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Canada’s First Poverty Dashboard - The Dimensions of Poverty Hub

Posted on August 12, 2019
By Alison Homer

dimensions of poverty hubThe Dimensions of Poverty Hub is comprised of meaningful and measurable indicators that track progress in poverty reduction beyond the poverty line. Released in July 2019, the Hub serves as the official dashboard for Opportunity for All, Canada’s first poverty reduction strategy. It monitors the ability of individuals and families to better meet their basic needs and move closer to the modest standard of living reflected in Canada's Official Poverty Line. Using the Dimensions of Poverty Hub, progress in poverty reduction will be recognized as more Canadians are able to afford healthy and nutritious food, live in housing that is in good condition and of suitable size for their families, and are able to receive health care when they need it. It will also be recognized as fewer people experience chronic homelessness, and as income levels rise for Canadians that live in deep poverty. The dashboard’s 12 indicators are organized by three sets of indicators: Dignity; Opportunity and Inclusion; and Resilience and Security.

Dignity
This set of indicators tracks how Canadians are being lifted out of poverty by ensuring that basic needs are met, including safe and affordable housing, healthy food, and health care.

Indicator Most Recent Value Rate and Trend
Deep Economic Income Poverty 5.1% of persons with income below 75% of Canada’s Official Poverty Line. Reduced from 5.6% between 2016 and 2017
Unmet Housing needs

12.7% of persons with unmet housing needs

Increased by 1.6% between 2011 and 2016
Unmet Health Needs 11.2% of persons aged 12 years and older reporting not receiving health care when they felt they needed it Decreased by 10.4% between 2000 and 2014
Food Insecurity

8.3% of households reporting food insecurity

Increased by 7.8% between 2007 and 2012

 

Opportunity and inclusion
This set of indicators tracks how Canadians are being helped to join the middle class by promoting full participation in society and equality of opportunity.

Indicator Most Recent Value Rate and Trend
Relative Low Income

12.7% of persons with less than half the median after tax income

Decreased by 2.3% between 2016 and 2017
Bottom 40% Income Share

20.4% of total after-tax income that went to Canadians in the bottom 40% of the income distribution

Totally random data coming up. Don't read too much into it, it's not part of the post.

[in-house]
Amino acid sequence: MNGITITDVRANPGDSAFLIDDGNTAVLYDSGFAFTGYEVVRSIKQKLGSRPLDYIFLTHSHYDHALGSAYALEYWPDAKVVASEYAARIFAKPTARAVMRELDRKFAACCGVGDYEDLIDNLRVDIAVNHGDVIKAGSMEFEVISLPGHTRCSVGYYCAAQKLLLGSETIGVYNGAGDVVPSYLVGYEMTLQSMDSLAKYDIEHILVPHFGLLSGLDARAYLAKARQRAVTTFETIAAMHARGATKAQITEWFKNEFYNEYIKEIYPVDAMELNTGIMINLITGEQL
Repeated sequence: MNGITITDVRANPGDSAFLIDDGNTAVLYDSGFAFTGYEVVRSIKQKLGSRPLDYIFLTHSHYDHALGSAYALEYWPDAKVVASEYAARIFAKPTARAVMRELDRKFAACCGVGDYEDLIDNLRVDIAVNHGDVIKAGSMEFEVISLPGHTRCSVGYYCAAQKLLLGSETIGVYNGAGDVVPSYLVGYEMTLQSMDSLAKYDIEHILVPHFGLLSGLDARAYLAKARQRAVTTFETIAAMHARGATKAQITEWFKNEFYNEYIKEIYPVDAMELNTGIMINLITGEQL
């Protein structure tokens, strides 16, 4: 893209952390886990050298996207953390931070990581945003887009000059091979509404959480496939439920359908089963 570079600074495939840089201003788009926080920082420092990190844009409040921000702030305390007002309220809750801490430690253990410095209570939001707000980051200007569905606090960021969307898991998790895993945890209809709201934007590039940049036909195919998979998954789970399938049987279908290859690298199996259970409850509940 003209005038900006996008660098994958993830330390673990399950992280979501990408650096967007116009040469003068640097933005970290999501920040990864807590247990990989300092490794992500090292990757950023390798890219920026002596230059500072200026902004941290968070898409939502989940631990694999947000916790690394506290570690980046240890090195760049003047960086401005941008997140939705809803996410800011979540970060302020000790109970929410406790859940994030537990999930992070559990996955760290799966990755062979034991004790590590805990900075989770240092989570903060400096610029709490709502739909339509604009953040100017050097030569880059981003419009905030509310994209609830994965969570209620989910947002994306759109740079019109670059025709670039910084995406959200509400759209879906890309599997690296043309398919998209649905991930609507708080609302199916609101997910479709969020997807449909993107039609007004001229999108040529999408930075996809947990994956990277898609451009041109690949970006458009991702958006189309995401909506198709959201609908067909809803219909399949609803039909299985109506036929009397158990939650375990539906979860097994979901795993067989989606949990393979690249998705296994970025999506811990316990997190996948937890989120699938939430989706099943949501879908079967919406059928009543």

Decreased by 1.0% between 2016-2017
Youth Engagement 9.0% of Canadian youth aged 15-24 not in employment, education or training Decreased by 11.8% between 2015 and 2016

Literacy and Numeracy

10.7% of 15-year old Canadians with low literacy skills

14.4% of 15-year old Canadians with low numeracy skills

Decreased by 1.8% between 2012 and 2015

Increased by 4.3% between 2012 and 2015

 

Resilience and security
This set of indicators tracks how the middle class is being supported by protecting Canadians from falling into poverty and by supporting income security and resilience.

Indicator Most Recent Value Rate and Trend
Median Hourly Wage

$23.08 for all persons in 2018 constant dollars

$21.50 for all women in 2018 constant dollars

$25.00 for all men in 2018 constant dollars

Decreased by 0.3% between 2017 and 2018

Increased by 0.1% between 2017 and 2018

Decreased by 1.9% between 2017 and 2018

Average Poverty Gap

Family incomes of 35.1% below Canada’s official poverty line, of Canadians living in families with incomes below the poverty line

Increased by 2.9% between 2016 and 2017
Asset Resilience 51.2% of Canadians who had enough savings to maintain well-being for 3 months Decreased by 10.8% between 2005 and 2012

Poverty Entry and Exit Rates

3.9% entry rate (840,000 people) for all Canadians

27.6% exit rate (1.1 million people) for low-income Canadians

Decreased by 4.9% between 2014 and 2016

Increased by 0.4% between 2015 and 2016

 

 

Moving forward, these indicators will become detailed enough to track progress at national, provincial and territorial levels, and across various groups of Canadians, as defined by gender, age, family composition, Indigenous identity, disability status, and other personal and social characteristics. The Dimensions of Poverty Hub is of great benefit to Canadians, as it allows us to monitor how well we are doing at working together to reduce poverty.

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Topics:
Alison Homer, Cities Reducing Poverty, Canada, Poverty Reduction Strategy


Alison Homer

By Alison Homer

Alison works with Tamarack’s Cities Reducing Poverty as Manager of Learning and Western Cities. She has been involved with Vibrant Communities since 2012 through her previous role as Director of Vibrant Abbotsford.

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